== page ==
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QuickLits’ Top Tips For Study Success
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It was the Greek philosopher, Aristotle, who coined the term “tragic hero.” In essence, a tragic hero is a character (usually the protagonist) who makes a poor decision which leads directly to his/her downfall.
According to Aristotle, a tragic hero has the following characteristics:
Hamartia: a tragic flaw that leads to the hero’s downfall.
Hubris: excessive pride or self-confidence.
In addition, a tragic hero has the following experiences:
Peripeteia: a sudden and unexpected change of fortune.
Anagnorisis: a startling discovery which replaces the hero’s ignorance with knowledge.
Nemesis: an unavoidable punishment.
Finally, in all tragic stories, the audience/reader experiences catharsis – the releases of a strong feeling of pity – as a result of the tragic hero’s downfall.
Macbeth as a Tragic Hero
Macbeth is a good example of a tragic hero, according to Aristotle’s definition. His hamartia (downfall) is his ambition, and his hubris (excessive self-confidence) leads him to kill King Duncan and, later, to act as a tyrant by killing anyone who threatens his power. Macbeth’s ambition and tyranny directly contribute to his downfall: he is beheaded by Macduff in Act V, Scene VIII.
Romeo as a Tragic Hero
Romeo, too, is a tragic hero and his impulsiveness is his fatal flaw. He always acts without thinking, as we see when he meets Juliet and when he kills Tybalt in revenge for Mercutio. His impulsiveness leads directly to his downfall (his death) because had he waited instead of vowing to commit suicide, he would have realised that Juliet was not dead at all. As the reader knows, she was just sleeping in the tomb after drinking the Friar’s potion. However, he was so determined to be with her that he committed suicide just moments before she woke up.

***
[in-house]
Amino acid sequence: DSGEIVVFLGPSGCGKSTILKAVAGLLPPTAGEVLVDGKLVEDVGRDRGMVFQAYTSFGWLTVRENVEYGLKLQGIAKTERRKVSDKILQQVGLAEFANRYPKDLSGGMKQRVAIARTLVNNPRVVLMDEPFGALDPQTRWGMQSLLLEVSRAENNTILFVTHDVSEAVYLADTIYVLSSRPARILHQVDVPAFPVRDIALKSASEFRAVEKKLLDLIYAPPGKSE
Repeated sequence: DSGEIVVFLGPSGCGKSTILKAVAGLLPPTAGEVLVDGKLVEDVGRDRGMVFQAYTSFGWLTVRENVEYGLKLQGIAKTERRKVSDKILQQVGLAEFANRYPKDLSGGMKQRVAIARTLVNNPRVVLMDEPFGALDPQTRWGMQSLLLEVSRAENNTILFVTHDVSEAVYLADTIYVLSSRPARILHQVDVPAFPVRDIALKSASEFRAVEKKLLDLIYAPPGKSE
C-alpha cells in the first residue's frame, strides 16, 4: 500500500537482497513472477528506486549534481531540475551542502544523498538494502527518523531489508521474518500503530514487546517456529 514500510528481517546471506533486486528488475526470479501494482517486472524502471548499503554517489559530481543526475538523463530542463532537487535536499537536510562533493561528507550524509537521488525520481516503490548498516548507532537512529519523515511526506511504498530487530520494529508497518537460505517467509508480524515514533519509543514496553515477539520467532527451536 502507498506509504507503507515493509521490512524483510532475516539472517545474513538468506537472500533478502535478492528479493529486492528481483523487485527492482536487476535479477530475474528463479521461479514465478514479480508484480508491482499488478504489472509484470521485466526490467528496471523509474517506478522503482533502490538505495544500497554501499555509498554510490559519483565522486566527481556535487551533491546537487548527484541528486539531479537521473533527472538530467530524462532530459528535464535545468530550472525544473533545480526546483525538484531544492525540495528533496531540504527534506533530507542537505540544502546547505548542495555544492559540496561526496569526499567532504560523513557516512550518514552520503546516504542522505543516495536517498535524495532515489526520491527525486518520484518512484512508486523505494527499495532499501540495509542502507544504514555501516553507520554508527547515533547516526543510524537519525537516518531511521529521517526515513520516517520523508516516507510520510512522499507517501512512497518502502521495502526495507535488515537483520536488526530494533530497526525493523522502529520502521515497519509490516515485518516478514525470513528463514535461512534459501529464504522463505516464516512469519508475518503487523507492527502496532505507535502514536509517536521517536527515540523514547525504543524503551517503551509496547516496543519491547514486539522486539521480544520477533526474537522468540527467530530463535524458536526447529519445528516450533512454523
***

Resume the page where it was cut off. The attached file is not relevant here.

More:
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Don’t forget that our Macbeth and Romeo and Juliet study guides are available in our Shop
We are super excited to announce the release of the QuickLits Guide to Romeo and Juliet – just in time for your last-minute revision!
Like all the QuickLits guides, Romeo and Juliet is entirely quote-based. It shows you exactly which quotes you need to learn for each scene of the play and, more importantly, exactly how to analyse them! No fuss, no problem!
If you have a Romeo and Juliet exam coming up, don’t wait – get your copy today! Available as a PDF download here, or you can check it out on Amazon.
PS. Don’t forget to check out our tutorial to make sure that you get the most out of your study guide. Happy studying 🙂
Here at QuickLits, we know just how stressful exam season can be! But we want you to remember that exam season can be exciting too. We know that sounds like complete s**t, but, seriously, this is your chance to shine! Even better, just think about how great you’ll feel when they’re DONE and you are FREE to enjoy the summer 🙂
And if you’re really not convinced by us, get some inspiration from these quotes 🙂
PS. And remember, exam results don’t define who you are, but sitting exams is one of the best ways to build grit, confidence and determination 🙂
Didn’t do so well? Need to brush up on your Macbeth knowledge? Don’t worry, QuickLits is here to help! Check out our FREE resources here, or go for gold with our brand-new, instant download, QuickLits Guide to Macbeth!